We’ve never really done a “series” per say here on Two Writing Teachers, but it seems that this week our posts have the makings of a series about what really matters when it comes to education. So we’re making it official, and for the rest of the week you’ll see posts around this topic.
Today I was talking with a woman who just started as an elementary principal in a school district she has never worked in. What struck me in our conversation was that she defined her staff as happy. Hmmm . . . I wonder how many schools across the country (or even across the globe) would define their staff as happy.
Yet, isn’t this part of the big picture — to be joyful in our work? So that got me thinking — how can teachers become happier? I think it is, in part, how we interact with our colleagues. Here’s some of my initial (meaning this is brand new — so it may change) thinking:
- Encouragement. We spend much time in our classrooms encouraging our students, yet often we forget to encourage the adults who surround us day in and day out. A simple affirmation, note, or even a piece of chocolate goes a long way in putting a smile on our colleagues’ faces.
- Common Courtesy. This is tightly linked to encouragement. I think sometimes when it comes to those closest to us, we forget common courtesies. I know it happens with me . . . sometimes I take it for granted that my husband does the dishes every night or that my mom buys me a gallon of milk from time to time or that a colleague passes along a great rubric or a stellar lesson plan or a timely solution to a problem. We must be adamant in our quest to recognize the kind things our colleagues do on a daily basis and then remember to say thanks.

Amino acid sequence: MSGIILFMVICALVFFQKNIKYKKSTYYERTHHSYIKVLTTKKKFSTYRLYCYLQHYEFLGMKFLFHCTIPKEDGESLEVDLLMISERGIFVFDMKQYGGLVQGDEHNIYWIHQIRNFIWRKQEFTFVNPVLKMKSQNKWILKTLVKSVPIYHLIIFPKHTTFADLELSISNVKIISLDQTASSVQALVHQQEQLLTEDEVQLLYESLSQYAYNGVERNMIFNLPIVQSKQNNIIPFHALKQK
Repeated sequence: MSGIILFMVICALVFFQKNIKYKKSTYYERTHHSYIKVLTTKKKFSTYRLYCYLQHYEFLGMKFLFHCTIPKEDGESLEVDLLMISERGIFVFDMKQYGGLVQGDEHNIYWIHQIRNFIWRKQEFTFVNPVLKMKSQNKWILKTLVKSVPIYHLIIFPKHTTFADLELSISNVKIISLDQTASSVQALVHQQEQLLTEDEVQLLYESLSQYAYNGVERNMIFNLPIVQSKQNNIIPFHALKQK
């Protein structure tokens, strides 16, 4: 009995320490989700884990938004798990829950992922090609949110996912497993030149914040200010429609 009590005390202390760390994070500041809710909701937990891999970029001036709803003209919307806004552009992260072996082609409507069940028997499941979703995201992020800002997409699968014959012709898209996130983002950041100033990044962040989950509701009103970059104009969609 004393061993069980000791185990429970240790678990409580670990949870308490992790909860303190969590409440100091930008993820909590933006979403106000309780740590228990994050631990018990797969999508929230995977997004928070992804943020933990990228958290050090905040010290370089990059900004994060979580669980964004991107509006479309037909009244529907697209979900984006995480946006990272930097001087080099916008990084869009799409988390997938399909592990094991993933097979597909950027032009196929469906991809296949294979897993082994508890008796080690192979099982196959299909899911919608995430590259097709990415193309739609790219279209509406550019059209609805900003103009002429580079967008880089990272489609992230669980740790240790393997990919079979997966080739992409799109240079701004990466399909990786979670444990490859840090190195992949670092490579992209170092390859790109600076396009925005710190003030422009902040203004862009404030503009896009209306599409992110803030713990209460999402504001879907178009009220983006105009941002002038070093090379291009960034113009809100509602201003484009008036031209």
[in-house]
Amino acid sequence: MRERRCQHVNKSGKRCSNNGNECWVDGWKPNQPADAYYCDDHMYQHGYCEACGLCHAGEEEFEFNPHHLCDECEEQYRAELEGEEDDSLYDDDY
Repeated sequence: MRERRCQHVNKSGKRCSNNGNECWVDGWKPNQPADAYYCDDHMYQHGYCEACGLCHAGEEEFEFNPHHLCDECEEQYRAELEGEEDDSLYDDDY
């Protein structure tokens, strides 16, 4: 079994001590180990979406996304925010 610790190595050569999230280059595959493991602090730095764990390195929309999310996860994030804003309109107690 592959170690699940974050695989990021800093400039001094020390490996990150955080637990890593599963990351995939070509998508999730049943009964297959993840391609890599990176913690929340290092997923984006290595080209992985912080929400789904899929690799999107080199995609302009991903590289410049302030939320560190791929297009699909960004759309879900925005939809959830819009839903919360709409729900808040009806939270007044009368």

- Attitude. It was Charles Swindollwho said, “Life is 10% what happens to me and 90% how I react to it.” This is so very true. It doesn’t matter what happened in the meeting before school or what we hear on the news or even the unrealistic mandates placed before us. What matters is our reaction to these things. We have a choice — minute by minute — to choose to be positive or, well, grumpy, disheartened, whiny. Our choice often effects those who teach next door. Try it today, put on a smile and see if those around you seem happier too.
- Teacher humor. I believe in the healing power of laughter and am so thankful to work with people who have outrageously amazing senses of humor. However, humor is one of those things we must use responsibly. Too often, humor is based on cutting remarks, degrading students, or putting down our profession. This week, as we think about the things which really matter (and having a good laugh ranks high on this list) let’s be hyper-sensitive about the things we are laughing at — are they building up or hindering?
One of the things I’ve learned the most through blogging with Stacey is how teamwork lifts the level of productivity and enjoyment. I am a better educator, a better person, because Stacey and I work together to improve writing instruction in our own classrooms, as well as classrooms that span the 872 miles between us and beyond. We are successful in our quest, because we practice these four things — encouragement, common courtesies, positive attitudes, and appropriate humor.
These things don’t just lead to happier teachers, but to creating a team of colleagues who achieve more together than they ever could individually. And that’s part of the big picture.